TITLE: What We Lose
AUTHOR: Zinzi Clemmons
PUBLISHED DATE: July 11, 2017
*September 2017 Hype Lit Book Club Selection
This book takes on the complex issues of colorism, race, health, and identity. It takes on all of these very heavy topics in less than 225 pages. I listened to the audiobook and I read a print copy of the book. I will not discourage you from listening to the audiobook, but reading the print copy is imperative. I had a whole different understanding of the book in reading the physical copy. The formatting of this book is its strength and adds layers of meaning to the text. Clemmons has included photos and charts throughout the novel, giving it the feeling of a narrative nonfiction. The text often reads like a memoir and I frequently had to remind myself that this is a work of fiction. The writing is lush and stunning.
Thandi is the product of a "colored" South African mother and an African American father. She craves African American culture yet feels very much outside of it. She longs for close black friendships in her stiflingly lonely community lacking in diversity, but is warned by her mother that she will be hated by darker skinned girls because of her light complexion. Her mother is full of advice for her daughter. Her mother advises Thandi to straighten her hair - believing pressed locs to be more beautiful. She teaches her daughter to roast a chicken in order to seduce a man, and advises her daughter on what physical characteristics to look for in order to avoid a weak man. Thandi's mother is a force. And when she is diagnosed with cancer, her illness and the aftermath of her death leaves Thandi overwhelmed and reeling into an abyss of loneliness.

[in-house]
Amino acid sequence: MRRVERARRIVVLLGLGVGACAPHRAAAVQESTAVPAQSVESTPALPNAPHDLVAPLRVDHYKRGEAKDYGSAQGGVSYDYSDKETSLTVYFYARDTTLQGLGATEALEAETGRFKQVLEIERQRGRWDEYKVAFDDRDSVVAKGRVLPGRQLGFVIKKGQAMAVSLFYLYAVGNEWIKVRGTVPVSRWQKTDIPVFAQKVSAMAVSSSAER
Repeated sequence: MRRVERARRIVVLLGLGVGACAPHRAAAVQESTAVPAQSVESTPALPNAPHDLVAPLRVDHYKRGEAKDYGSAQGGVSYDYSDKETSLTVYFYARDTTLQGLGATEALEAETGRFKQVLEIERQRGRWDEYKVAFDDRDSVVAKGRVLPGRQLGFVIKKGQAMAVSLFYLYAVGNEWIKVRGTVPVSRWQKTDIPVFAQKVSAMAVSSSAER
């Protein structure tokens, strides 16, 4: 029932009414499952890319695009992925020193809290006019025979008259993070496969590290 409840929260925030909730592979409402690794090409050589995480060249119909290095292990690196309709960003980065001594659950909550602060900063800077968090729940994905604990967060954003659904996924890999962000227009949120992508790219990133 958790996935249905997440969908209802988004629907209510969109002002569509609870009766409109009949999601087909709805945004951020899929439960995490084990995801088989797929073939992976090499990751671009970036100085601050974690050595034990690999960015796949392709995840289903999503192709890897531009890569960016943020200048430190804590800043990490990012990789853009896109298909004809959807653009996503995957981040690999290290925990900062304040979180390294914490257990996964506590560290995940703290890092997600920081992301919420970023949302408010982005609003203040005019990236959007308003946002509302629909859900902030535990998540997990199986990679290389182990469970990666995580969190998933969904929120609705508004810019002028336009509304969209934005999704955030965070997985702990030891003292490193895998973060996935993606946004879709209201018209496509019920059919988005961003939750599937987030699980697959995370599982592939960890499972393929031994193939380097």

This book is steamy. From her first sexual encounter, to listening to her parents making love, to finding herself in a random illicit affair - Thandi explores her sexuality in her loneliness, her encounters a kind of last grab at life. Thandi's observations about her marriage are devastating. If someone writes about you what Thandi writes about her husband, abort the relationship immediately.
Perhaps the most touching and emotional parts of the book are reserved for Thandi's exploration of her mother's cancer and discovering the prevalence of cancer in the African American community. It shocks Thandi that at her mother's doctor's visits so many of the patients are brown and what she perceives to be poor.
Ultimately, this is a very brave debut written in beautiful prose. This was a great book for a book club discussion. There was a lot to talk about. If you'd like to discuss this book with your own book club, feel free to use this discussion guide.
Recommendation: Read it! This is a bold novel that will have you feeling all of the feels.